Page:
CFO Gestring says declining enrollment will hurt the law school’s budget:
Gestring shared pro forma financial data with the task force. Her numbers are based on a total law school enrollment of 182, 156 and 155 law students at USD in fiscal years 2018, 2019 and 2020 respectively.
“What we’ve used here is roughly 50 students per class,” she said.
Her calculations, when comparing the law school’s revenue to expenses those three years, show its budget to be in the red by nearly $186,000 in FY2018. In FY2019, that deficit increases to $655,000. By FY2020, the law school budget is expected to be nearly $658,000 in the red. Between FY 18 and FY19, Gestring calculates the law school could see a decrease in tuition of approximately $300,000.
Senator, former judge, USD law graduate, and Vermillion resident Arthur Rusch says declining enrollment transcends location and offers an uncomfortable reminder that a past Regental effort to boost enrollment by moving classrooms to Sioux Falls failed:
“…the decline in enrollment is a nationwide problem; it’s not a Vermillion problem, so why would we think that moving the location of the law school would necessarily be a solution?” he asked. “My understanding from the people that I’ve talked to is that the decline in law school enrollment nationwide is because there are other jobs available.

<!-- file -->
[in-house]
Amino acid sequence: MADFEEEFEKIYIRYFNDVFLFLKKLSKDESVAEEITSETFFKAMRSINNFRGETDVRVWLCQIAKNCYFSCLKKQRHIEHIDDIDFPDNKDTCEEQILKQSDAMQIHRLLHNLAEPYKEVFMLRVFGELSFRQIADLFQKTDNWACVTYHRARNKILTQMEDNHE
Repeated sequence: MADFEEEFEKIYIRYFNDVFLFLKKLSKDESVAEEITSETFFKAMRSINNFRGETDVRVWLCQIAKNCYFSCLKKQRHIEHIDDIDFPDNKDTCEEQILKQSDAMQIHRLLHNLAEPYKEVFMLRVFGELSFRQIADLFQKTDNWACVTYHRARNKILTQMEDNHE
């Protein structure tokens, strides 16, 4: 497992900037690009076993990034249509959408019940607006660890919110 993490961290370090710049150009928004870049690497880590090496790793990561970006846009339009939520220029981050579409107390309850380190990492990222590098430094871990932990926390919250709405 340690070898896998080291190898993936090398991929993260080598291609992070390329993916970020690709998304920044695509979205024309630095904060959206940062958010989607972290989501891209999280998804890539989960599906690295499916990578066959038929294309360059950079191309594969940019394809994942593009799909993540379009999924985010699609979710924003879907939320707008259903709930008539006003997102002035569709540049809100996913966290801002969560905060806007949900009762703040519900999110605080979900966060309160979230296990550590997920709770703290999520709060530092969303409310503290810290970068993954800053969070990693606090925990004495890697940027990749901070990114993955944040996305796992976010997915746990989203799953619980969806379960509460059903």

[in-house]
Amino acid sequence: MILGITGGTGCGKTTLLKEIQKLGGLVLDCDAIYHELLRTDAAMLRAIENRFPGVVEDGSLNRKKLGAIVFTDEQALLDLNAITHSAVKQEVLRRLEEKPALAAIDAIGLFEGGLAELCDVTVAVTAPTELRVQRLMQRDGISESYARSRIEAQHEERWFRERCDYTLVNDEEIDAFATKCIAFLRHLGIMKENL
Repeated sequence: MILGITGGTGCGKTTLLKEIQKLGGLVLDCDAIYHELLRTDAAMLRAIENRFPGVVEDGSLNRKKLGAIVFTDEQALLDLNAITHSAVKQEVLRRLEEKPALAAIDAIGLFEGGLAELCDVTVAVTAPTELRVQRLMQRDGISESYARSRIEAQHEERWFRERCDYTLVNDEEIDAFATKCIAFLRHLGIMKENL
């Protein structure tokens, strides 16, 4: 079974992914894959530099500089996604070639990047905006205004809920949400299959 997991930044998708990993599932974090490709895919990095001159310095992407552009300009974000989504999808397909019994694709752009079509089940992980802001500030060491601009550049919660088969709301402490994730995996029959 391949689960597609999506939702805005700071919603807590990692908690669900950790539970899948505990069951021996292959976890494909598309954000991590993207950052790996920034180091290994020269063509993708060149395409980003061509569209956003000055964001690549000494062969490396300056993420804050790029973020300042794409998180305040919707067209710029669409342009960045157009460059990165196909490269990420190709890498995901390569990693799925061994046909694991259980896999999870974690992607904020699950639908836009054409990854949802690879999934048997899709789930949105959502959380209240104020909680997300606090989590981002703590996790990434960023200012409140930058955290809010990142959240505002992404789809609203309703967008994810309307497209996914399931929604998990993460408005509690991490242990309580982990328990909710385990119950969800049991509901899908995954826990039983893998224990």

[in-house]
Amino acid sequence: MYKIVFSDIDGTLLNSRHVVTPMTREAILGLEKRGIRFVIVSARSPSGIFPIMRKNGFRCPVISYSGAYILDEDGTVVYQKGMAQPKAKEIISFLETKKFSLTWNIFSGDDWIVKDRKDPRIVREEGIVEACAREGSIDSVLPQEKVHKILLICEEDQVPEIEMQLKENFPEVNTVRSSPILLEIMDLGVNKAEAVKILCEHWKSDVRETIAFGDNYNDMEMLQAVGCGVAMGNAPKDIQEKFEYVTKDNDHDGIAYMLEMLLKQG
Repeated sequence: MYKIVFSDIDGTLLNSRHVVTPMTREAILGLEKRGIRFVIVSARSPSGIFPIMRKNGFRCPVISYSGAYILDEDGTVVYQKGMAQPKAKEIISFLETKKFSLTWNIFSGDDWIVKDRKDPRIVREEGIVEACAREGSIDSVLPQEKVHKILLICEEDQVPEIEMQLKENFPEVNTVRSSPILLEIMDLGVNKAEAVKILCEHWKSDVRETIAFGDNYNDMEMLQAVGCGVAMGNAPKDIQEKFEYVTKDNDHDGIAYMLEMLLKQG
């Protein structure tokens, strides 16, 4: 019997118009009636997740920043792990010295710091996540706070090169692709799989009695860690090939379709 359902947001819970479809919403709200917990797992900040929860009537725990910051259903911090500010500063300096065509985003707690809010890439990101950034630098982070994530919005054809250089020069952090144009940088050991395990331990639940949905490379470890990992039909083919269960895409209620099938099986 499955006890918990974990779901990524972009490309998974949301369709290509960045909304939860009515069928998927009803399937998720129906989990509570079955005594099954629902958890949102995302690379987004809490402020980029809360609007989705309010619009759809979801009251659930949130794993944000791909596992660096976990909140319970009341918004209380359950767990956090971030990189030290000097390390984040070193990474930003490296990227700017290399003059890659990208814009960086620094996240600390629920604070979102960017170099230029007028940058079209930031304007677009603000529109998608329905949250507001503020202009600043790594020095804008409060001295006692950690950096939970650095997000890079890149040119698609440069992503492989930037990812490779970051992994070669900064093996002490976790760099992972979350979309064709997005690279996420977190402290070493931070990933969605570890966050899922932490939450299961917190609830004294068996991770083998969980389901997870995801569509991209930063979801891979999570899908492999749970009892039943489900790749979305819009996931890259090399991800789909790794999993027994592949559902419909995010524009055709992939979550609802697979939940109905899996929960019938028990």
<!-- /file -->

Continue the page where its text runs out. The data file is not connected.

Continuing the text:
“Is there any real guarantee that moving the law school to Sioux Falls would increase the enrollment?” Rusch asked. “Recent publicity has shown that The University Center’s enrollment in Sioux Falls is half of what they anticipated, so would necessarily moving the law school solve that problem?” [David Lias, “Residents: Keep Law School in Vermillion,” Yankton Press & Dakotan, 2017.08.07].
USD law graduate and Vermillion City Council president Kelsey Collier-Wise says moving the law school to our biggest city won’t help South Dakota meet its most pressing legal workforce need, the lack of attorneys in our smaller towns: